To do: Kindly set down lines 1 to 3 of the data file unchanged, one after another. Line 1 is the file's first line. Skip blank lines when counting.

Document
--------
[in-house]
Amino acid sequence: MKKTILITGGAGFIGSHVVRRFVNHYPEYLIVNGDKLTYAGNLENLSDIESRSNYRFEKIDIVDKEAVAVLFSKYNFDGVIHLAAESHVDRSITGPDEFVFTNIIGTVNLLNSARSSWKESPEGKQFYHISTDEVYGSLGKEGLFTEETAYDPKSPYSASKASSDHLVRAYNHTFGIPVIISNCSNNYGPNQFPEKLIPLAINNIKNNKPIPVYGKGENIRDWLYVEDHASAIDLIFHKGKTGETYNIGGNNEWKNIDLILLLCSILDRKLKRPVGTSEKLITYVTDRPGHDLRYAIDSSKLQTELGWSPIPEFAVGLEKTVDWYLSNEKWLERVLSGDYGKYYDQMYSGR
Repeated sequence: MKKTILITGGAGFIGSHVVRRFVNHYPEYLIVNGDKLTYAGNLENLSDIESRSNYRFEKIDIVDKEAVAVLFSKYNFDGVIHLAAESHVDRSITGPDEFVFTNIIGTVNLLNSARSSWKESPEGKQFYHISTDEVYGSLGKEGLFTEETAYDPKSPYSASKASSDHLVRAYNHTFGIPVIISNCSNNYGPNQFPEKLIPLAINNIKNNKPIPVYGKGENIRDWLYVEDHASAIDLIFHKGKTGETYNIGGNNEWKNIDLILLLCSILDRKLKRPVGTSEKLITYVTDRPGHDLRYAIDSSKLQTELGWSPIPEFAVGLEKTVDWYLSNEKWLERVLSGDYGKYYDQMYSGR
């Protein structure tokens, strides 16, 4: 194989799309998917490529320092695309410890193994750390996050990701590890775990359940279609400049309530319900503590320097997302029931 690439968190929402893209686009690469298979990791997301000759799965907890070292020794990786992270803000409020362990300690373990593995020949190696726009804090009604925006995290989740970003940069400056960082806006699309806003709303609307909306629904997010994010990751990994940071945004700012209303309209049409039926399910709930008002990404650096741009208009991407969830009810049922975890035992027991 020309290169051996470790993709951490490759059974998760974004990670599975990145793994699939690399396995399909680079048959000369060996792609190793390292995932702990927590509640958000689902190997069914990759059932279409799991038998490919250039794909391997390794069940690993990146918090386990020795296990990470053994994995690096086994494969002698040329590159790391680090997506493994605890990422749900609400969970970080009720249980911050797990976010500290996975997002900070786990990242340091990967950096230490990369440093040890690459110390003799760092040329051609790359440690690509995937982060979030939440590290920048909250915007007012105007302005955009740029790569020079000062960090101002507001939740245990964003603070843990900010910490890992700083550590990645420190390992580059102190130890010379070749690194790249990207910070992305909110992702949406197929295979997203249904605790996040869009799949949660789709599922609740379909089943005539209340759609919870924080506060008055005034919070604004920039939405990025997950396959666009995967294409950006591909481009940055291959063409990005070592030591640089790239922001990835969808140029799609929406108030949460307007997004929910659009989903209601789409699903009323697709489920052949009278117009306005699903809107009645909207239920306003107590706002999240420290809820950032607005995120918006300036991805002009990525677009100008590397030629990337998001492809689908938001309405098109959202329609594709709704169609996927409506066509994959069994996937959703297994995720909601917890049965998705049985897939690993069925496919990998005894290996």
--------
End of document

[in-house]
Amino acid sequence: MKKTILITGGAGFIGSHVVRRFVNHYPEYLIVNGDKLTYAGNLENLSDIESRSNYRFEKIDIVDKEAVAVLFSKYNFDGVIHLAAESHVDRSITGPDEFVFTNIIGTVNLLNSARSSWKESPEGKQFYHISTDEVYGSLGKEGLFTEETAYDPKSPYSASKASSDHLVRAYNHTFGIPVIISNCSNNYGPNQFPEKLIPLAINNIKNNKPIPVYGKGENIRDWLYVEDHASAIDLIFHKGKTGETYNIGGNNEWKNIDLILLLCSILDRKLKRPVGTSEKLITYVTDRPGHDLRYAIDSSKLQTELGWSPIPEFAVGLEKTVDWYLSNEKWLERVLSGDYGKYYDQMYSGR
Repeated sequence: MKKTILITGGAGFIGSHVVRRFVNHYPEYLIVNGDKLTYAGNLENLSDIESRSNYRFEKIDIVDKEAVAVLFSKYNFDGVIHLAAESHVDRSITGPDEFVFTNIIGTVNLLNSARSSWKESPEGKQFYHISTDEVYGSLGKEGLFTEETAYDPKSPYSASKASSDHLVRAYNHTFGIPVIISNCSNNYGPNQFPEKLIPLAINNIKNNKPIPVYGKGENIRDWLYVEDHASAIDLIFHKGKTGETYNIGGNNEWKNIDLILLLCSILDRKLKRPVGTSEKLITYVTDRPGHDLRYAIDSSKLQTELGWSPIPEFAVGLEKTVDWYLSNEKWLERVLSGDYGKYYDQMYSGR